Want to measure and improve the indoor human comfort factor of office buildings? A compact, box-shaped device developed by a group of researchers from the University of Sydney’s Indoor Environmental Quality (IEQ) Lab could do it for you.

Although unassuming at first glance, SAMBA is a highly sophisticated unit that is able to measure the key factors that have been shown to have the greatest impact on an office worker’s health, comfort and productivity – air temperate and speed, humidity, light, sound and air pollutants.

It is built on sensor technology that relays the information back to a central computer for further analysis using its own network frequency, with the data processed online in real time on a web-based dashboard that building operators can monitor.

SAMBA was first developed by PhD student Tom Parkinson with his brother and IEQ research assistant Alex Parkinson, under the leadership of Professor de Dear, Head of Architectural Science at the University of Sydney. Ideally, multiple units of SAMBA would be placed in an office to capture the indoor environmental factors in different locations, allowing it to act as “building’s eyes, ears, nose and skin”.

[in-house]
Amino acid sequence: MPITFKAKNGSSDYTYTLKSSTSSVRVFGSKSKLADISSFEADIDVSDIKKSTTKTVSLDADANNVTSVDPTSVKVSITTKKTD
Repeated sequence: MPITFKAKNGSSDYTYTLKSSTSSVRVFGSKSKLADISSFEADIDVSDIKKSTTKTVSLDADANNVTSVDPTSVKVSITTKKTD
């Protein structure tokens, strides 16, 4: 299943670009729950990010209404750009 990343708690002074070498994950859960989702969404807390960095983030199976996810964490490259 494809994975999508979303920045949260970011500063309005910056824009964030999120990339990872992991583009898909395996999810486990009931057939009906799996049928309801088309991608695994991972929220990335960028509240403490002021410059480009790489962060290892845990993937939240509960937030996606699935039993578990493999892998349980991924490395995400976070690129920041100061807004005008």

“In NSW, more than 90 per cent of office blocks and about 50 per cent of homes now have air-conditioning. Clearly the continuing transition towards an energy-efficient, low-carbon economy will have an impact on comfort levels within built environments. But what impact this will have on the people for whom buildings exist, is what we are interested in measuring,” says Professor Richard de Dear.

“IEQ however, is a complex science. SAMBA will help to make sense of the science by giving companies the information or evidence to understand how efficiently and effectively their building is operating for the comfort of its people.”

SAMBA was named People’s Choice winner of the ‘Weapons of Mass Creation’ innovation award at the Green Cities 2015 conference in Melbourne. It was also shortlisted for the Property Council of Australia’s 2015 Innovation & Excellence Awards to be announced in Sydney on 1 May.

It is hoped that the device, which has been produced at a relatively low cost, will shift IEQ up in the industry’s set of priorities for sustainable buildings.

“The way in which the industry has managed indoor environmental quality up until this point has been restricted by technology and costs. Probably the dimension of sustainable buildings that we have paid least attention to in the last decade or so would be the indoor environmental quality, yet most of the energy that a building consumes is related to the delivery of IEQ; to the occupants of the building,” says Professor de Dear.

“What we now have is a revolution in technology…[and] I can envisage many more parameters being sensed at an affordable price, continuously by a device like this.”